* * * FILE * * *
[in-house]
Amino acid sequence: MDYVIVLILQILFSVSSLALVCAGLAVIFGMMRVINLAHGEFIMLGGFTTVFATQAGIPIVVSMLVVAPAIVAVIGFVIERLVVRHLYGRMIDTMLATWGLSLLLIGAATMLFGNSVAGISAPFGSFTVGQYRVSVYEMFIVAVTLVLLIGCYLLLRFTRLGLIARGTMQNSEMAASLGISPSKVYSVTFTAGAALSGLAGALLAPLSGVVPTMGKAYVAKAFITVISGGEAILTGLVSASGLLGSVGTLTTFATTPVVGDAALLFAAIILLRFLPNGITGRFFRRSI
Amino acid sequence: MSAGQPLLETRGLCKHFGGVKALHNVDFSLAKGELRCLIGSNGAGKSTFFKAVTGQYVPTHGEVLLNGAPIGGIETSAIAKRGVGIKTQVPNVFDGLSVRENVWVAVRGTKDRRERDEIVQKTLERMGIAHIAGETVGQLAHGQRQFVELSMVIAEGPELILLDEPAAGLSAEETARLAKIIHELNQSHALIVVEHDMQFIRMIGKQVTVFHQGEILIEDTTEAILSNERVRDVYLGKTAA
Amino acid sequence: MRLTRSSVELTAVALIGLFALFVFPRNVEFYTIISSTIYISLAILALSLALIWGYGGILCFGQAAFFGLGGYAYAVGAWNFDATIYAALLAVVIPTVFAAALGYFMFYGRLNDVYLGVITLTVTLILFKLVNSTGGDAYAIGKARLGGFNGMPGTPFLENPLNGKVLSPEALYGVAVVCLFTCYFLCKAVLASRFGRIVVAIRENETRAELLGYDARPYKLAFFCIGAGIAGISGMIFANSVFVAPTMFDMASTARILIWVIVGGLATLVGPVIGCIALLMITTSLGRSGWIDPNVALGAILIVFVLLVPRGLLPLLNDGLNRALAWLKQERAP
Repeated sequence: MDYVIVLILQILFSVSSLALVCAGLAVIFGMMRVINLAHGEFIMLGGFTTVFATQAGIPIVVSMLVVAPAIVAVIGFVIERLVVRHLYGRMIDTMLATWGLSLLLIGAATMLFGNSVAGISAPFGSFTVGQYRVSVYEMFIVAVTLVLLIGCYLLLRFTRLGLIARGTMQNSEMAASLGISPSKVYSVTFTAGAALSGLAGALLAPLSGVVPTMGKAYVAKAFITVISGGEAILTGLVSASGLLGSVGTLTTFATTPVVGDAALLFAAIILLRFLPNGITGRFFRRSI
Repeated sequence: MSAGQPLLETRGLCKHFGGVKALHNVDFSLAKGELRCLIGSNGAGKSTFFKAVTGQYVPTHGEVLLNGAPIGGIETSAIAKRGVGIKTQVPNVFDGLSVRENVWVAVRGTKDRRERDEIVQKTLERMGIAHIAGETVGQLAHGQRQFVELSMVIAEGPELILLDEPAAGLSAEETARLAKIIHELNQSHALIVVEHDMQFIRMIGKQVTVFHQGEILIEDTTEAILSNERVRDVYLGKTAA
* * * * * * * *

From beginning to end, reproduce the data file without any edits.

[in-house]
Amino acid sequence: MDYVIVLILQILFSVSSLALVCAGLAVIFGMMRVINLAHGEFIMLGGFTTVFATQAGIPIVVSMLVVAPAIVAVIGFVIERLVVRHLYGRMIDTMLATWGLSLLLIGAATMLFGNSVAGISAPFGSFTVGQYRVSVYEMFIVAVTLVLLIGCYLLLRFTRLGLIARGTMQNSEMAASLGISPSKVYSVTFTAGAALSGLAGALLAPLSGVVPTMGKAYVAKAFITVISGGEAILTGLVSASGLLGSVGTLTTFATTPVVGDAALLFAAIILLRFLPNGITGRFFRRSI
Amino acid sequence: MSAGQPLLETRGLCKHFGGVKALHNVDFSLAKGELRCLIGSNGAGKSTFFKAVTGQYVPTHGEVLLNGAPIGGIETSAIAKRGVGIKTQVPNVFDGLSVRENVWVAVRGTKDRRERDEIVQKTLERMGIAHIAGETVGQLAHGQRQFVELSMVIAEGPELILLDEPAAGLSAEETARLAKIIHELNQSHALIVVEHDMQFIRMIGKQVTVFHQGEILIEDTTEAILSNERVRDVYLGKTAA
Amino acid sequence: MRLTRSSVELTAVALIGLFALFVFPRNVEFYTIISSTIYISLAILALSLALIWGYGGILCFGQAAFFGLGGYAYAVGAWNFDATIYAALLAVVIPTVFAAALGYFMFYGRLNDVYLGVITLTVTLILFKLVNSTGGDAYAIGKARLGGFNGMPGTPFLENPLNGKVLSPEALYGVAVVCLFTCYFLCKAVLASRFGRIVVAIRENETRAELLGYDARPYKLAFFCIGAGIAGISGMIFANSVFVAPTMFDMASTARILIWVIVGGLATLVGPVIGCIALLMITTSLGRSGWIDPNVALGAILIVFVLLVPRGLLPLLNDGLNRALAWLKQERAP
Repeated sequence: MDYVIVLILQILFSVSSLALVCAGLAVIFGMMRVINLAHGEFIMLGGFTTVFATQAGIPIVVSMLVVAPAIVAVIGFVIERLVVRHLYGRMIDTMLATWGLSLLLIGAATMLFGNSVAGISAPFGSFTVGQYRVSVYEMFIVAVTLVLLIGCYLLLRFTRLGLIARGTMQNSEMAASLGISPSKVYSVTFTAGAALSGLAGALLAPLSGVVPTMGKAYVAKAFITVISGGEAILTGLVSASGLLGSVGTLTTFATTPVVGDAALLFAAIILLRFLPNGITGRFFRRSI
Repeated sequence: MSAGQPLLETRGLCKHFGGVKALHNVDFSLAKGELRCLIGSNGAGKSTFFKAVTGQYVPTHGEVLLNGAPIGGIETSAIAKRGVGIKTQVPNVFDGLSVRENVWVAVRGTKDRRERDEIVQKTLERMGIAHIAGETVGQLAHGQRQFVELSMVIAEGPELILLDEPAAGLSAEETARLAKIIHELNQSHALIVVEHDMQFIRMIGKQVTVFHQGEILIEDTTEAILSNERVRDVYLGKTAA